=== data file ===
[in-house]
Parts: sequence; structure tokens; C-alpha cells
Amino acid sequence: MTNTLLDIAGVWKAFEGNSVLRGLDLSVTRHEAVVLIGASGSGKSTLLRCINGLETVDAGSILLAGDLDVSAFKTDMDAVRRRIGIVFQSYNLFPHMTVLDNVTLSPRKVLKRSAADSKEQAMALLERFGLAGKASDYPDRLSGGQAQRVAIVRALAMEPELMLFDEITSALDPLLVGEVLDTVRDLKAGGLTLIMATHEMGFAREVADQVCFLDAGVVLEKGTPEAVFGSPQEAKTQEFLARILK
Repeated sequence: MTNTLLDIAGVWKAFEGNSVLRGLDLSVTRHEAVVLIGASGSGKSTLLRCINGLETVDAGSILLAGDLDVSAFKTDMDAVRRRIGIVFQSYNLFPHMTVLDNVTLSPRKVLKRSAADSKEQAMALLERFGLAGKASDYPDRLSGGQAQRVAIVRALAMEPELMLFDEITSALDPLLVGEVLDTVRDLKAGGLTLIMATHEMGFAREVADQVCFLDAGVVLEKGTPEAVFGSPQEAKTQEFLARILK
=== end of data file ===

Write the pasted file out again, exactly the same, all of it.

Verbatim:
[in-house]
Parts: sequence; structure tokens; C-alpha cells
Amino acid sequence: MTNTLLDIAGVWKAFEGNSVLRGLDLSVTRHEAVVLIGASGSGKSTLLRCINGLETVDAGSILLAGDLDVSAFKTDMDAVRRRIGIVFQSYNLFPHMTVLDNVTLSPRKVLKRSAADSKEQAMALLERFGLAGKASDYPDRLSGGQAQRVAIVRALAMEPELMLFDEITSALDPLLVGEVLDTVRDLKAGGLTLIMATHEMGFAREVADQVCFLDAGVVLEKGTPEAVFGSPQEAKTQEFLARILK
Repeated sequence: MTNTLLDIAGVWKAFEGNSVLRGLDLSVTRHEAVVLIGASGSGKSTLLRCINGLETVDAGSILLAGDLDVSAFKTDMDAVRRRIGIVFQSYNLFPHMTVLDNVTLSPRKVLKRSAADSKEQAMALLERFGLAGKASDYPDRLSGGQAQRVAIVRALAMEPELMLFDEITSALDPLLVGEVLDTVRDLKAGGLTLIMATHEMGFAREVADQVCFLDAGVVLEKGTPEAVFGSPQEAKTQEFLARILK